Give me internet access, a shell, tmux, vim, and I’m good to go!
If I do have a choice, I use FreeBSD and Debian GNU/Linux on servers (because rock-stable), and Gentoo (my favorite flavor of Linux) or Fedora on workstations/notebooks (because flexible & up-to-date).
I also use Ubuntu if I am forced to, which unfortunately happens quite often in a professional setting.
Actually, I do not really care anymore, as long as I have ways to get all the tools I need to get my work done. I will compile them myself if I have to :-]
Since starting my Unix journey somewhen in 1998, for many years, I had a habit of switching desktop environments and window managers a LOT (including early KDE, twm, fvwm, fluxbox, i3, …).
Meanwhile, I just got used to gnome-shell with several extensions.
Most of my tools run in a terminal emulator anyway (except browser/pdf viewer), so having tmux is way more important for me than a specific desktop/window manager.
While I maintain plenty of carefully crafted configuration files for all tools I use, I am also happy to work with a vanilla setup.
In doubt, just give me a shell with internet access and I’ll be fine.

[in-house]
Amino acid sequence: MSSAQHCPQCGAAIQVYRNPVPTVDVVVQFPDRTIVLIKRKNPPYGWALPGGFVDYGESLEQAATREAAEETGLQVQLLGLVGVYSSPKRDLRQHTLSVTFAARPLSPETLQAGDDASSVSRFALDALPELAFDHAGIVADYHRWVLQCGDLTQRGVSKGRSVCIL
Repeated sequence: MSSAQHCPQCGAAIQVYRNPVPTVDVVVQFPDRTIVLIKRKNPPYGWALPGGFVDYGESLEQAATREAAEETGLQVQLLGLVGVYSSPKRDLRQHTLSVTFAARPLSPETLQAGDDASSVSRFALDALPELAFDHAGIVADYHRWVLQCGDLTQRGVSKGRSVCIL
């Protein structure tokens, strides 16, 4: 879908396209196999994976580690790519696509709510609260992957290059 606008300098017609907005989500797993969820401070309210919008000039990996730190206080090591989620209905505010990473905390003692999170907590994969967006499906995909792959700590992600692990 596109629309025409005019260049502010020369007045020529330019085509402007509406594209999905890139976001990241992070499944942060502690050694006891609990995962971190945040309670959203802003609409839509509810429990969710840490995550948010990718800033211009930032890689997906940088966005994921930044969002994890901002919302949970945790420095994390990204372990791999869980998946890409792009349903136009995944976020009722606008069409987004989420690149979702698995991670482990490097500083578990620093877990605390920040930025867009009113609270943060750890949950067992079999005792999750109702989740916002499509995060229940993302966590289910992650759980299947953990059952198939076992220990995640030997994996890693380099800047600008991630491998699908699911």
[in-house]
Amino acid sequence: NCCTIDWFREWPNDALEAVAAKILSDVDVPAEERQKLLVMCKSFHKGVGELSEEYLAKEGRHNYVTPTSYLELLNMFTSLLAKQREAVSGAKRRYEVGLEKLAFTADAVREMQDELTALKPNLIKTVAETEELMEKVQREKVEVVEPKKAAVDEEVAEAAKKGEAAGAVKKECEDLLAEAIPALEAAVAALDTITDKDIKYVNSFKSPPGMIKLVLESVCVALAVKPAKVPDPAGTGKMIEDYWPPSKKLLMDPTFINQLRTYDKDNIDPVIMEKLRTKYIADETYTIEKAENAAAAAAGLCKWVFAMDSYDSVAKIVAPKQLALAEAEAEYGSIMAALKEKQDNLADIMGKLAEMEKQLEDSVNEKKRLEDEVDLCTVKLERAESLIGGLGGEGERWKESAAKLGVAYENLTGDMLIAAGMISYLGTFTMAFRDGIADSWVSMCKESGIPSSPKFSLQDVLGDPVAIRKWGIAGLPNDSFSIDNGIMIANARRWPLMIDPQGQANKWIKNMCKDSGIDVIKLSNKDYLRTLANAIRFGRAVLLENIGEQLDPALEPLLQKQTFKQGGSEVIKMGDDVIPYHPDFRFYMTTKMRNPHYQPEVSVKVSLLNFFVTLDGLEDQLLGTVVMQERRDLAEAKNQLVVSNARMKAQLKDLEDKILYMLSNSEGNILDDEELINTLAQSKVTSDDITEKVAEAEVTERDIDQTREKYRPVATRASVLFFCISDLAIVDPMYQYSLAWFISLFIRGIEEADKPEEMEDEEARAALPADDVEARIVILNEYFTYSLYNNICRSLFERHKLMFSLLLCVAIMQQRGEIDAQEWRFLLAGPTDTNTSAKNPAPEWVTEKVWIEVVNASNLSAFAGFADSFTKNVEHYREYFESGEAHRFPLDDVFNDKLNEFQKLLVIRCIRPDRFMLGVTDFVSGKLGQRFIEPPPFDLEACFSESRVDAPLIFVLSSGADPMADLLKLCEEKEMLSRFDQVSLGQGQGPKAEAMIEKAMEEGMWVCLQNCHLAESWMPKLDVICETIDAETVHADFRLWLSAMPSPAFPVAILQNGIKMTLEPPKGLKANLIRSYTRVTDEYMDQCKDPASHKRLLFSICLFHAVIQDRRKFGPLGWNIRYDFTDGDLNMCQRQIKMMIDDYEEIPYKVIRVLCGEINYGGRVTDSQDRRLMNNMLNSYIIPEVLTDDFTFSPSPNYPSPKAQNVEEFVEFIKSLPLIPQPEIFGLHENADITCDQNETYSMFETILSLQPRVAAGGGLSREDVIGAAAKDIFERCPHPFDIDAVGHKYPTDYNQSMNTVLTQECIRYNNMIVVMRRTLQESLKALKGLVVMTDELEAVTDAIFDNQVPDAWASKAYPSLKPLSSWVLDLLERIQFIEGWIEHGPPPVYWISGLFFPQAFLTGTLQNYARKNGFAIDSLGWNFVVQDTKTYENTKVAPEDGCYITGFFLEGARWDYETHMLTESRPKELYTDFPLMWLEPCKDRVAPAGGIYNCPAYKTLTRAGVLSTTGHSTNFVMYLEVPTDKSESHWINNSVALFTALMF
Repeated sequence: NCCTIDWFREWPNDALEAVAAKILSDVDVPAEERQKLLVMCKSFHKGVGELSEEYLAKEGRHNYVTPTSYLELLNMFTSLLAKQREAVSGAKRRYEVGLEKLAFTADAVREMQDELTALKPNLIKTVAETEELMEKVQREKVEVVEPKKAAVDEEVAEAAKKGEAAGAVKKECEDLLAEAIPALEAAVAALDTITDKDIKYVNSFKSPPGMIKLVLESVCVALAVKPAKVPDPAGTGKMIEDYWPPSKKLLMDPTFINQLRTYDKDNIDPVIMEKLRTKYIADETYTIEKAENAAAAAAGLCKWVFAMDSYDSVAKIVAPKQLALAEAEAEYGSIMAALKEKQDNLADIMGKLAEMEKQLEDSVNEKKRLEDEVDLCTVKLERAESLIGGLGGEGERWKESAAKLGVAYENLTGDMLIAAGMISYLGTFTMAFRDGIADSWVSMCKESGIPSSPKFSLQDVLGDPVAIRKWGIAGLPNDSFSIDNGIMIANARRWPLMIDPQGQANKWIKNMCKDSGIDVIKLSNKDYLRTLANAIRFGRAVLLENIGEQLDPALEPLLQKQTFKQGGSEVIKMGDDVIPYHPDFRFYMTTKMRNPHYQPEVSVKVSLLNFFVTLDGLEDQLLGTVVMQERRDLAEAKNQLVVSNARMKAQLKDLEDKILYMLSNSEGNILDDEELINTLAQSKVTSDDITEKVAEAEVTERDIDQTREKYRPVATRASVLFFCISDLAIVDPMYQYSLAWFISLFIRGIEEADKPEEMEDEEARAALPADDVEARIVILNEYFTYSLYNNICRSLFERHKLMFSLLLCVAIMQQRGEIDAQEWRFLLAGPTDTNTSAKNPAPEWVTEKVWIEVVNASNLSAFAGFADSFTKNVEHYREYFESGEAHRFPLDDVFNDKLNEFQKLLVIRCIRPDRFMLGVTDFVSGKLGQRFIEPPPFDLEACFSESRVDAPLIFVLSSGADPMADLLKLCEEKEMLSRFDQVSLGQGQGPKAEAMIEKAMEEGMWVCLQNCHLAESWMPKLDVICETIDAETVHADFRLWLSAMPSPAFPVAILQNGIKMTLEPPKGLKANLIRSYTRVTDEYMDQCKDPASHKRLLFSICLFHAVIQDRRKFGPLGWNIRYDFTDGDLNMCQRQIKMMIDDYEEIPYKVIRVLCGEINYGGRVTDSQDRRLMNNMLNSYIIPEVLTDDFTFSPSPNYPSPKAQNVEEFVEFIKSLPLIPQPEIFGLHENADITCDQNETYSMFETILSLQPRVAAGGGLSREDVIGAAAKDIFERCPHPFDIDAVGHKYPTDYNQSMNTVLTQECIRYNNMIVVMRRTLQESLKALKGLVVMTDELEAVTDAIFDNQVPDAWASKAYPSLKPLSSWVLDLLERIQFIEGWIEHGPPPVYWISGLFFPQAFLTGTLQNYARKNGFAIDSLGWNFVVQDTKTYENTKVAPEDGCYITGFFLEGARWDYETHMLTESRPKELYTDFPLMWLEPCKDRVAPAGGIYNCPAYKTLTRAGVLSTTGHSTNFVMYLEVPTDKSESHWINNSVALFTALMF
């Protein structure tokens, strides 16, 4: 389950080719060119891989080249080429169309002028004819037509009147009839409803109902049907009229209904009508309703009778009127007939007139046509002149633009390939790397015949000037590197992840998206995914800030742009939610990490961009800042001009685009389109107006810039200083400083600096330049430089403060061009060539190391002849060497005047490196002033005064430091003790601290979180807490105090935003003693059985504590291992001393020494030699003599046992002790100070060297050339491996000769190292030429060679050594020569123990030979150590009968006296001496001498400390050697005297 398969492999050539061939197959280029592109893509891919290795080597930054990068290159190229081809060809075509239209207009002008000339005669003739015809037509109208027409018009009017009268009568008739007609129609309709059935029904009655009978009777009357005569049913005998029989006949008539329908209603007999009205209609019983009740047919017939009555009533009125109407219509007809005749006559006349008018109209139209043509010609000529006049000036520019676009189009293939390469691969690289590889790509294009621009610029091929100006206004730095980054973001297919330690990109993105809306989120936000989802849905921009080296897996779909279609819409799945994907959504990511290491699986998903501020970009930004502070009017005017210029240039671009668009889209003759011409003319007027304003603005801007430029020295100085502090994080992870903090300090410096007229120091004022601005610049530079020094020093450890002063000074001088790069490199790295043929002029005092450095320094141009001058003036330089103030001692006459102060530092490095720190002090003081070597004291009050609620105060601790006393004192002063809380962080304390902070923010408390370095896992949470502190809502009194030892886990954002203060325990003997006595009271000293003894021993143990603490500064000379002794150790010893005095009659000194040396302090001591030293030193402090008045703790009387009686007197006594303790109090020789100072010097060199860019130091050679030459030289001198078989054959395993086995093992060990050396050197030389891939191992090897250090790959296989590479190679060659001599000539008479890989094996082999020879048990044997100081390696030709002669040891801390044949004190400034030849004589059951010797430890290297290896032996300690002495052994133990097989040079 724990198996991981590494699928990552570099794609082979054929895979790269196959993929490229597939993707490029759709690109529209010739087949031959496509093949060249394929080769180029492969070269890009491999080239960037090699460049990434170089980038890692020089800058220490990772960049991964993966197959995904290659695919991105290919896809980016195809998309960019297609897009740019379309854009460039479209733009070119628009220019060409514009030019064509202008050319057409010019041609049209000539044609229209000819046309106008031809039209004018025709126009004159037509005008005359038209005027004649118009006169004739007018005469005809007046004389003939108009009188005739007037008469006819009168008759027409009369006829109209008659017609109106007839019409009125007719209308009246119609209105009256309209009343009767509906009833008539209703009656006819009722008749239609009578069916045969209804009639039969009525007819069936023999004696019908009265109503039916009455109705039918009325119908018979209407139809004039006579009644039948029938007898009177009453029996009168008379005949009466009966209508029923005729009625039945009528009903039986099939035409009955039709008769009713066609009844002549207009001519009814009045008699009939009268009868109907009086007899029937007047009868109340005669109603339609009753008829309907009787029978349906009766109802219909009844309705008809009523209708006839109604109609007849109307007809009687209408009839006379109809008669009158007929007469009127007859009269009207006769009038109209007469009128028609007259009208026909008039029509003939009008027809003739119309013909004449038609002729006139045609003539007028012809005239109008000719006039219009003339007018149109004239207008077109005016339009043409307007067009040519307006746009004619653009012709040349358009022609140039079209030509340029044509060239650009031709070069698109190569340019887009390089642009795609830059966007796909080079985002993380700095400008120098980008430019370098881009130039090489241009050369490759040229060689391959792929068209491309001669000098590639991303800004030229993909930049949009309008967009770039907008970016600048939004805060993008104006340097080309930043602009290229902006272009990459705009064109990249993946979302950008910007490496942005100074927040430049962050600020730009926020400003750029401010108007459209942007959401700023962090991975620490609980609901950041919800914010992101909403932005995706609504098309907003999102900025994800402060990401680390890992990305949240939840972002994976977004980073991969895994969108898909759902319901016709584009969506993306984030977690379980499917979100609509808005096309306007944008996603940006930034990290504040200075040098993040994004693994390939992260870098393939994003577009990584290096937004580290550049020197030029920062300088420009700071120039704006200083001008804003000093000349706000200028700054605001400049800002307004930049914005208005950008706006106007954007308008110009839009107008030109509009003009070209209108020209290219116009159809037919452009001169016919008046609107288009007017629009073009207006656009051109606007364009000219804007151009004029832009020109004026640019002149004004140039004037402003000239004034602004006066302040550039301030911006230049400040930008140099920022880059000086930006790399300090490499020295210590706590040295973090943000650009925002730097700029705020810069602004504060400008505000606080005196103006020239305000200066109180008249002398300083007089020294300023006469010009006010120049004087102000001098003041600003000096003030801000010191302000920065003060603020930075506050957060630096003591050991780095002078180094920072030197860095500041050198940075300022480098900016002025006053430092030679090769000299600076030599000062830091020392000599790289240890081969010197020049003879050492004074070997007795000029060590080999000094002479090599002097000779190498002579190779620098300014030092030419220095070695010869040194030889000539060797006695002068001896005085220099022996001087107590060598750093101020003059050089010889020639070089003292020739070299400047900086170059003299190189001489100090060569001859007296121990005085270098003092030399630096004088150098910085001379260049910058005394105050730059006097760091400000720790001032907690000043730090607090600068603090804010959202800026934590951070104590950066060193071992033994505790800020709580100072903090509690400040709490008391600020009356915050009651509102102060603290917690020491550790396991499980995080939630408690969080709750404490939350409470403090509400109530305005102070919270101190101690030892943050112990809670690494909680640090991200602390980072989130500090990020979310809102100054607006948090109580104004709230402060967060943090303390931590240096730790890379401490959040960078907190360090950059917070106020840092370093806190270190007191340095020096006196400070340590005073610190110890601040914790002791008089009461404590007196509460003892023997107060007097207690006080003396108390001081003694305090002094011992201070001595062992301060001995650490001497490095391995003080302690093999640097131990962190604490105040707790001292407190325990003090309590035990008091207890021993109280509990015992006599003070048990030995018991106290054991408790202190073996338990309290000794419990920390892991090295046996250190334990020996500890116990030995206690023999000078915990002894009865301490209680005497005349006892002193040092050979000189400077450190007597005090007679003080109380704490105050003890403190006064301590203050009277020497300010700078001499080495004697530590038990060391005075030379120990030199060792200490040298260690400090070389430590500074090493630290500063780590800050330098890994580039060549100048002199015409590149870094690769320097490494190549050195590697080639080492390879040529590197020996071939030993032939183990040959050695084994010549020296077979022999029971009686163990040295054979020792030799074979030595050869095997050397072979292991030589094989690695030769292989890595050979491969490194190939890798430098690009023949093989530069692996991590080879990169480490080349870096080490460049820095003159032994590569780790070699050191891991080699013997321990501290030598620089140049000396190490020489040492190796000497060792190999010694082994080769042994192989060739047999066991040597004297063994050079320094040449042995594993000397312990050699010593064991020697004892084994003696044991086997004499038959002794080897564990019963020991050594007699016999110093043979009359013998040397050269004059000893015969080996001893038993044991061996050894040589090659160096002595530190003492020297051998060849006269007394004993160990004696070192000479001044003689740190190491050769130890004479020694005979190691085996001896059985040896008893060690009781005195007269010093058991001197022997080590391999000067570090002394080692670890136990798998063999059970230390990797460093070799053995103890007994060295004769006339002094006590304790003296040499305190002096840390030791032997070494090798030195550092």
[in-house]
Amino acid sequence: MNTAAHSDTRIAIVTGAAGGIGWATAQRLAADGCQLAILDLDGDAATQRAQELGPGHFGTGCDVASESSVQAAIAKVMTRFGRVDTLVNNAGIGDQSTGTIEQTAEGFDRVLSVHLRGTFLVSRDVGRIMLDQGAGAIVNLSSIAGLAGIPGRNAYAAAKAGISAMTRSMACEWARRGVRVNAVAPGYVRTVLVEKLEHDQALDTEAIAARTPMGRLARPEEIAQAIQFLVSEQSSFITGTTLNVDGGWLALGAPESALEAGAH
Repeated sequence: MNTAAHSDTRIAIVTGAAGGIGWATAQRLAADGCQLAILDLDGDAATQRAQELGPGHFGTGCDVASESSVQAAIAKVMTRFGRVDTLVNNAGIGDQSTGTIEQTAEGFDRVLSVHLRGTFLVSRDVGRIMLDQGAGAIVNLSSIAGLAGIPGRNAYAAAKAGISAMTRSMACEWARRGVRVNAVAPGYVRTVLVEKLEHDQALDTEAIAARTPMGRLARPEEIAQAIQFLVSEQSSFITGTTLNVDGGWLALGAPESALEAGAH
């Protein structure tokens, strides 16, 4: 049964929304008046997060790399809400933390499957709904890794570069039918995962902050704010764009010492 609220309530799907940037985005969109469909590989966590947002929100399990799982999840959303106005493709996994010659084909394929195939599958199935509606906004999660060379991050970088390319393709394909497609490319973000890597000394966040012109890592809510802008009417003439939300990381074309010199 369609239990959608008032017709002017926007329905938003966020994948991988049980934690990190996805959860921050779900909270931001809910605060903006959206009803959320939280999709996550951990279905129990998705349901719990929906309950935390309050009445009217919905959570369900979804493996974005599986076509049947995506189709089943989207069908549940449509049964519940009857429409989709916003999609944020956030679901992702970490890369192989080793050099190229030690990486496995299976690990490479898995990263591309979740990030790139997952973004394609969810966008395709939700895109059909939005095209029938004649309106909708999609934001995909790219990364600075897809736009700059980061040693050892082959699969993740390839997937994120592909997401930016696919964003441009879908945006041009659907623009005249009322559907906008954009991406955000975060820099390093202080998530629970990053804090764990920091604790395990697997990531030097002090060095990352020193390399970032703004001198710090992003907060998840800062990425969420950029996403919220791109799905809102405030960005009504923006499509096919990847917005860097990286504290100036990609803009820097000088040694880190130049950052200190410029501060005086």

I very often got asked “Which tool is this?” by people/co-workers, who also liked to move more things to the terminal, so here’s the big picture:
- window management: bash + tmux (with some custom keybindings and additional configs for systematically and conveniently nesting sessions)
- editor/IDE: (neo)vim with a bunch of plugins - YES, vim can be your IDE! (I still need to do an article on this). Until then, have a look at my dotfiles to get an idea!
- notes: vimwiki - a (neo)vim plugin. I use it for notes, tickets (I even have an
import-jira-ticketscript), and everything else. Just a bunch of markdown files, so it is managable with git and gpg.
- mail: (neo)mutt + mbsync + notmuch + khard (+ khal)
- chatting: irssi or weechat (connecting to znc and bitlbee with all kind of backends)
- time-tracking/todos: taskwarrior + timewarrior ; or the hamster project (which has a gui if that matters for co-workers)
- music: cmus to listen to music/radiostreams
- browser: firefox if X is available, w3m if not
That’s all I need (plus basic things like compilers/interpreters/texlive and git of course),
and it also works well on remote shells or without X.
If I decide or am forced to go without X for a longer time on a workstation or notebook, I find kmscon very useful.
Some of my configs are available on GitHub.